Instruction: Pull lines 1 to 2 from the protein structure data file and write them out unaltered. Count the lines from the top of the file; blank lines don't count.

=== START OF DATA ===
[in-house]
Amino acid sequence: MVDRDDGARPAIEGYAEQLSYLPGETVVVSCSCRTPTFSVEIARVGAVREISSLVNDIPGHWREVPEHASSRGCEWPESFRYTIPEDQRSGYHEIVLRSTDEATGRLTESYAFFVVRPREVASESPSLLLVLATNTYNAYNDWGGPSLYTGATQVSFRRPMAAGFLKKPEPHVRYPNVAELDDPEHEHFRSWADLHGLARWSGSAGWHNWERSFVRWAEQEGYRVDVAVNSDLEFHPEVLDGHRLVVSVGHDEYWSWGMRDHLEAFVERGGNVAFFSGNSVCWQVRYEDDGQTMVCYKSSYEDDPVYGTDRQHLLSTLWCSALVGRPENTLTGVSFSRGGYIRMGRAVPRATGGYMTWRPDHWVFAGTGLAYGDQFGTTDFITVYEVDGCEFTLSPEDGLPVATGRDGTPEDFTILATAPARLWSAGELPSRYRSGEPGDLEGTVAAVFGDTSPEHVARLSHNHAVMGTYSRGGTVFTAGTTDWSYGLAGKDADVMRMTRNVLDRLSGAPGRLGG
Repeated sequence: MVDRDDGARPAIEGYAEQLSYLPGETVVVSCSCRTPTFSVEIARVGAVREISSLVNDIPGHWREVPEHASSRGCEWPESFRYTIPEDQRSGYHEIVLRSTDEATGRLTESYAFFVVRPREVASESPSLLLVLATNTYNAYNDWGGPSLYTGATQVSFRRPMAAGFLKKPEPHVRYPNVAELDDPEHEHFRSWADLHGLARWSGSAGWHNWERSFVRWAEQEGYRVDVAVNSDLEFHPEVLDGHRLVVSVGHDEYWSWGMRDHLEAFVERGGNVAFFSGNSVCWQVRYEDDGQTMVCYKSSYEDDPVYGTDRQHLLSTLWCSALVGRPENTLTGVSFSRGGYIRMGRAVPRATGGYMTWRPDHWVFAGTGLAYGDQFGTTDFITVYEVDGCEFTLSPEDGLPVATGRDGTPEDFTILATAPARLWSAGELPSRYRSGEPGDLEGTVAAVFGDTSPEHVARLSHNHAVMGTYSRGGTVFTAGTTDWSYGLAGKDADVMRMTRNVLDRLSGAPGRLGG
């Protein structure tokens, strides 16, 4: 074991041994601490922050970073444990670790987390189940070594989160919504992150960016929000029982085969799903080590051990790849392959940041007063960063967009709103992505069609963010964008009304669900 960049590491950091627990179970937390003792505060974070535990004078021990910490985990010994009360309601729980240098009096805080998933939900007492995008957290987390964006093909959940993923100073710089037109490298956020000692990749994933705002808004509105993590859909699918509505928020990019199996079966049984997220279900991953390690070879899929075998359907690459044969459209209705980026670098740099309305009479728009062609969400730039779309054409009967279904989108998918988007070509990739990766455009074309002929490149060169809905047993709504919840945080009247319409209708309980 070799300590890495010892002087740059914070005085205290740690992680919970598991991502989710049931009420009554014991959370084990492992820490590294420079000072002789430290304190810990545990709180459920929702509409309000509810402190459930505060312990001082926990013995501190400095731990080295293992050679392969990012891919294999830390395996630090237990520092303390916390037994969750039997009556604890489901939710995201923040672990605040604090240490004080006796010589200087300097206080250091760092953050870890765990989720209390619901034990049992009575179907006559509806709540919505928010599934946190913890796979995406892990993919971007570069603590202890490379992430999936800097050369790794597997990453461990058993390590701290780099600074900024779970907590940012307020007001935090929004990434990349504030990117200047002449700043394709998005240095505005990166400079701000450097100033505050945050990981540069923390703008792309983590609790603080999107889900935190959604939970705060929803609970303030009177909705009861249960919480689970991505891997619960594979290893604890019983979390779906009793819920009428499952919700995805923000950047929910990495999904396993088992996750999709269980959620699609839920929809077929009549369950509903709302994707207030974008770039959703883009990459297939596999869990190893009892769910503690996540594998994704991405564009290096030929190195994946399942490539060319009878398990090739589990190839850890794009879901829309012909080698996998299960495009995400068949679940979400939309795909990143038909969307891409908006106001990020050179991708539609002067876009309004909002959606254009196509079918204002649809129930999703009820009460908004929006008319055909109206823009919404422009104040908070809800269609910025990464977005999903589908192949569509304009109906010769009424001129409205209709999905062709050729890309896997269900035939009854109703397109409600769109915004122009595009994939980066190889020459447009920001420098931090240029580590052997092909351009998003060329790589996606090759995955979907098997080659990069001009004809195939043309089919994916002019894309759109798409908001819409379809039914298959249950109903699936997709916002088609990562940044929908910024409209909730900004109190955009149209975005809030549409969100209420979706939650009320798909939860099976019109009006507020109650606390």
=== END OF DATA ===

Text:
[in-house]
Amino acid sequence: MVDRDDGARPAIEGYAEQLSYLPGETVVVSCSCRTPTFSVEIARVGAVREISSLVNDIPGHWREVPEHASSRGCEWPESFRYTIPEDQRSGYHEIVLRSTDEATGRLTESYAFFVVRPREVASESPSLLLVLATNTYNAYNDWGGPSLYTGATQVSFRRPMAAGFLKKPEPHVRYPNVAELDDPEHEHFRSWADLHGLARWSGSAGWHNWERSFVRWAEQEGYRVDVAVNSDLEFHPEVLDGHRLVVSVGHDEYWSWGMRDHLEAFVERGGNVAFFSGNSVCWQVRYEDDGQTMVCYKSSYEDDPVYGTDRQHLLSTLWCSALVGRPENTLTGVSFSRGGYIRMGRAVPRATGGYMTWRPDHWVFAGTGLAYGDQFGTTDFITVYEVDGCEFTLSPEDGLPVATGRDGTPEDFTILATAPARLWSAGELPSRYRSGEPGDLEGTVAAVFGDTSPEHVARLSHNHAVMGTYSRGGTVFTAGTTDWSYGLAGKDADVMRMTRNVLDRLSGAPGRLGG